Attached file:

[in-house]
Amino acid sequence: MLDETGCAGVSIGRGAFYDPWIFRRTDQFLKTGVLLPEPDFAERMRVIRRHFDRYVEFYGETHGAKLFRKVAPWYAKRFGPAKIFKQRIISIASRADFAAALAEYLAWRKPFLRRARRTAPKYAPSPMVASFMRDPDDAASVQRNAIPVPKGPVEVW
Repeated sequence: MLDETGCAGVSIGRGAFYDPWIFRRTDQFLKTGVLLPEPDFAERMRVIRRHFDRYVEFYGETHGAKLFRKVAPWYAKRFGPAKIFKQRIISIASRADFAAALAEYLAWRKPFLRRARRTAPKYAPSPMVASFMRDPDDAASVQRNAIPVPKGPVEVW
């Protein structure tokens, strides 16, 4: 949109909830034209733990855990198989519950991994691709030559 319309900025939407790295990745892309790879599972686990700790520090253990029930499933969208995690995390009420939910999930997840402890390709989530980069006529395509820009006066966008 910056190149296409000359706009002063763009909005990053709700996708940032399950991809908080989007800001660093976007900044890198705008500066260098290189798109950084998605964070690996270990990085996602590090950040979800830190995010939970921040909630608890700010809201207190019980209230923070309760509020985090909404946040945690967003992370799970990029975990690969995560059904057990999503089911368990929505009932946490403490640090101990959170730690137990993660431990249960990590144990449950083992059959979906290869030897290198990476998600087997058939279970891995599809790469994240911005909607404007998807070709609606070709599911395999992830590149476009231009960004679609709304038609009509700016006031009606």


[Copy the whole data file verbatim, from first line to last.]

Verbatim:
[in-house]
Amino acid sequence: MLDETGCAGVSIGRGAFYDPWIFRRTDQFLKTGVLLPEPDFAERMRVIRRHFDRYVEFYGETHGAKLFRKVAPWYAKRFGPAKIFKQRIISIASRADFAAALAEYLAWRKPFLRRARRTAPKYAPSPMVASFMRDPDDAASVQRNAIPVPKGPVEVW
Repeated sequence: MLDETGCAGVSIGRGAFYDPWIFRRTDQFLKTGVLLPEPDFAERMRVIRRHFDRYVEFYGETHGAKLFRKVAPWYAKRFGPAKIFKQRIISIASRADFAAALAEYLAWRKPFLRRARRTAPKYAPSPMVASFMRDPDDAASVQRNAIPVPKGPVEVW
């Protein structure tokens, strides 16, 4: 949109909830034209733990855990198989519950991994691709030559 319309900025939407790295990745892309790879599972686990700790520090253990029930499933969208995690995390009420939910999930997840402890390709989530980069006529395509820009006066966008 910056190149296409000359706009002063763009909005990053709700996708940032399950991809908080989007800001660093976007900044890198705008500066260098290189798109950084998605964070690996270990990085996602590090950040979800830190995010939970921040909630608890700010809201207190019980209230923070309760509020985090909404946040945690967003992370799970990029975990690969995560059904057990999503089911368990929505009932946490403490640090101990959170730690137990993660431990249960990590144990449950083992059959979906290869030897290198990476998600087997058939279970891995599809790469994240911005909607404007998807070709609606070709599911395999992830590149476009231009960004679609709304038609009509700016006031009606």